Nine-year-old Isabel and her brother Jed, 7, can chatter knowledgeably about their prolific vegetable garden.
They don't just rattle off the names of the plants, they talk about what varieties they are, and how and why they've been planted.
It's little wonder that they have won the inaugural Ray White Nelson Gardeners Cup, judged from more than 150 home gardens grown by children from Tahunanui, Hampden Street, Clifton Terrace and Nayland primary schools.
Sharing freshly picked peas from their garden, Marc Steyn, co-owner of the real estate business, presented the two Tahunanui pupils with an impressive cup and $50 gift vouchers each.
He hopes the competition, which started after an approach from Hampden Street's enviroschools teacher Simon Ashby, will grow to include more schools.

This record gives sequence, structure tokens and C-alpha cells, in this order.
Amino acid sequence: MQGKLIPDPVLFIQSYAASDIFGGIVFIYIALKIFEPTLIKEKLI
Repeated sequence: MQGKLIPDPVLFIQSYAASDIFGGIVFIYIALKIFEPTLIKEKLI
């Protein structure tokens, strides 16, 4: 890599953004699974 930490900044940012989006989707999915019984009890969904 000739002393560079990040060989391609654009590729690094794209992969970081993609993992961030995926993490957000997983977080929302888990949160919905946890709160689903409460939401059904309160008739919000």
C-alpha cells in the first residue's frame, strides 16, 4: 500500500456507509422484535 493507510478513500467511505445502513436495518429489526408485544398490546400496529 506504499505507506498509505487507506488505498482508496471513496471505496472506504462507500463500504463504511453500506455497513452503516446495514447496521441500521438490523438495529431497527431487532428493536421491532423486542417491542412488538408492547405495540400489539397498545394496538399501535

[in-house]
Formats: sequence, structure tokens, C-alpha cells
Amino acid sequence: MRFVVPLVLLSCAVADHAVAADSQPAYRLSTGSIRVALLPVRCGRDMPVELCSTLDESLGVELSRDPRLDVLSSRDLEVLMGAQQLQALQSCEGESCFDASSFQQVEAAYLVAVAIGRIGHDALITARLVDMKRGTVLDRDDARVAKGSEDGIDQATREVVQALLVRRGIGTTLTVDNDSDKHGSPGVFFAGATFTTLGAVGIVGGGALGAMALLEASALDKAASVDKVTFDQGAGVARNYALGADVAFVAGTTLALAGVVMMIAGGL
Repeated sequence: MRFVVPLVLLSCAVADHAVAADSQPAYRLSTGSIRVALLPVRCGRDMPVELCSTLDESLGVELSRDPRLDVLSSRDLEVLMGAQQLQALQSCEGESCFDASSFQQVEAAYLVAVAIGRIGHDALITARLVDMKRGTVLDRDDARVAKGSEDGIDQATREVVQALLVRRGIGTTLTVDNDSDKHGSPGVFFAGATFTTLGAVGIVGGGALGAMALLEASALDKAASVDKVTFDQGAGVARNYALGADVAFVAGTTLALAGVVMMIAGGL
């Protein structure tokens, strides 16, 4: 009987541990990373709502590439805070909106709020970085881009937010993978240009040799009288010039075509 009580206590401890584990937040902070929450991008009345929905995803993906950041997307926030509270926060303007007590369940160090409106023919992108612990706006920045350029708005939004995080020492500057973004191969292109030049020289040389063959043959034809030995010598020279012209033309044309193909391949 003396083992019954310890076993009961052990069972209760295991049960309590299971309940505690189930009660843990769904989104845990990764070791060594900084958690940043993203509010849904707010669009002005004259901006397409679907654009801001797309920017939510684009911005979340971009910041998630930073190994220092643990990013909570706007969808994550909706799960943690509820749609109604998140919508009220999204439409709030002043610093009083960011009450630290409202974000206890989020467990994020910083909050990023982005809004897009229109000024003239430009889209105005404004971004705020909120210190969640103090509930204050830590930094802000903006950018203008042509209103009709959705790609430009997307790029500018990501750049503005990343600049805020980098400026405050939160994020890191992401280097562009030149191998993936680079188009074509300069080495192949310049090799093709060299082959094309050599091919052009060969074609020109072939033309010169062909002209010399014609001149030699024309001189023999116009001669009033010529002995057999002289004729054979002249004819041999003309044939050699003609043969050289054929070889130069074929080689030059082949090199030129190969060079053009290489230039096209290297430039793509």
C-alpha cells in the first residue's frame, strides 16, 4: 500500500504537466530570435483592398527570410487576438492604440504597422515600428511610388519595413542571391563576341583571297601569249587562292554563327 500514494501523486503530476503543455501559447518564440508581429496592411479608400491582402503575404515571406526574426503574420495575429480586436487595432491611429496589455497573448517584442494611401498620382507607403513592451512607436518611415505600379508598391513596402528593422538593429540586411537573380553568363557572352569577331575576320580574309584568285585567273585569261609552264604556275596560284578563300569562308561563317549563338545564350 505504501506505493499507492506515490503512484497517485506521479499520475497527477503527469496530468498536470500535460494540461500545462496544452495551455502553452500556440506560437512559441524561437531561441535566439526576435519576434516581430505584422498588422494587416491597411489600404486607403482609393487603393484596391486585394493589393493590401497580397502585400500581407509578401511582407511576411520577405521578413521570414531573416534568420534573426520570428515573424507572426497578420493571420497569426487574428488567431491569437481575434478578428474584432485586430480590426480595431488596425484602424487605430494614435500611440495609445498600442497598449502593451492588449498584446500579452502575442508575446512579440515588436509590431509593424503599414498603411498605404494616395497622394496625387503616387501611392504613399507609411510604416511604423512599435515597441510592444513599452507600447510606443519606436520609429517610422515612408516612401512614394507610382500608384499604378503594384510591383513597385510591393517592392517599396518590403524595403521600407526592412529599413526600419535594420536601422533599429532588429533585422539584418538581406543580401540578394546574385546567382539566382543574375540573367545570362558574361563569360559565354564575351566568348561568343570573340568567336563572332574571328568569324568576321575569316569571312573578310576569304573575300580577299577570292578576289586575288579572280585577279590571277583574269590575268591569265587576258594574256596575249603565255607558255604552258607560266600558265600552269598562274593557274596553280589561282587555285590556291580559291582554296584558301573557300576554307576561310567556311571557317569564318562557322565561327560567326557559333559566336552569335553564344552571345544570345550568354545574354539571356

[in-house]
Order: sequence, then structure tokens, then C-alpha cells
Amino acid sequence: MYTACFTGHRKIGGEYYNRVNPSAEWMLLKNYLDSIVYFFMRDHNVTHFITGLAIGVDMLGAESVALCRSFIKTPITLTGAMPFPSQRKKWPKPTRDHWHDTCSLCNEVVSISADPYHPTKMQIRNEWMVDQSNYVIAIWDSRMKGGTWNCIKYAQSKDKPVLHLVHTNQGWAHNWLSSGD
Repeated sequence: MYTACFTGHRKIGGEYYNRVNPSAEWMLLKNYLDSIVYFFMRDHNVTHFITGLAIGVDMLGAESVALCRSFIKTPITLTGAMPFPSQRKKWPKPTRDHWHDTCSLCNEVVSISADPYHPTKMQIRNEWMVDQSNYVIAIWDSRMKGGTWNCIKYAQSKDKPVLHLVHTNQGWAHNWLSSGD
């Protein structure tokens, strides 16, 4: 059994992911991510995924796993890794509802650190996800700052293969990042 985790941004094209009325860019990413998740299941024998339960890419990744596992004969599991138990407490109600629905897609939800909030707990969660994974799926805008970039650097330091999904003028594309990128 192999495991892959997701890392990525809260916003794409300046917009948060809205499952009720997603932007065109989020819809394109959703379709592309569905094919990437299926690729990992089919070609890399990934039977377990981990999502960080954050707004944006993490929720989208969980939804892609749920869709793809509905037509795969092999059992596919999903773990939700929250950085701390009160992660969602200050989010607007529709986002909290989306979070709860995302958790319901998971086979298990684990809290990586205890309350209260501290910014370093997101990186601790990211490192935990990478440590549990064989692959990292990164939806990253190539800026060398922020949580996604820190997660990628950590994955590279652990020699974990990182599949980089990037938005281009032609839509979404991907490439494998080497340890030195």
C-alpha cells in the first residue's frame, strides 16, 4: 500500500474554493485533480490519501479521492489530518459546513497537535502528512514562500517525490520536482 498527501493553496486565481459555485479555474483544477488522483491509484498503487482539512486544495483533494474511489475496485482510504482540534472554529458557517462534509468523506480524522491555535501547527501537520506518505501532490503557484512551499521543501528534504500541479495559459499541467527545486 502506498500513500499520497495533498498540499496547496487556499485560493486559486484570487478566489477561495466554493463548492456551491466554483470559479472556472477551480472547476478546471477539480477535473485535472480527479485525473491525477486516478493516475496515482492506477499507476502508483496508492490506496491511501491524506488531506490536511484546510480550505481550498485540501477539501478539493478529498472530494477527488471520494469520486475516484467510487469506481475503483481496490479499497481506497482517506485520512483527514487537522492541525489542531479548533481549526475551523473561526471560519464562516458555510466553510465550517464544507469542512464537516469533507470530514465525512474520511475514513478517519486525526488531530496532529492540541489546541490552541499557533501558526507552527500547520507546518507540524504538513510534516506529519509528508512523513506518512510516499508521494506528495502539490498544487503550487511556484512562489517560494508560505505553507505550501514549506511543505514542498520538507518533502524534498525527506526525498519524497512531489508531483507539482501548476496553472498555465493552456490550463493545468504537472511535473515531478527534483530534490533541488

Isabel said they started preparing their garden in winter by planting lupins to put nutrients in the soil. In spring they planted the peas then lots of seedlings, and put terracotta tubes around their spring onions. "That stops them turning green because we eat the white bits."
The lush garden is packed with vegetables as well as herbs and calendula. "You can eat the petals and we put them in salads," she said. Next to the vegetable garden they have planted a flower garden. "We planted ones that have blue flowers so they attract the bees."
Jed loves weeding, while Isabel says her least favourite job is terminating the caterpillars. "I pick them up and squish them. We really like the peas, they're yummy. Every morning we come out and eat some and sometimes put some in our lunch box," she said.
Jed shows off more peas he planted by himself.
"This is the essence of what this is all about," said Mr Steyn. "He got some pea straw and planted some seeds without his parents knowing. He did it independently and knew what to do."
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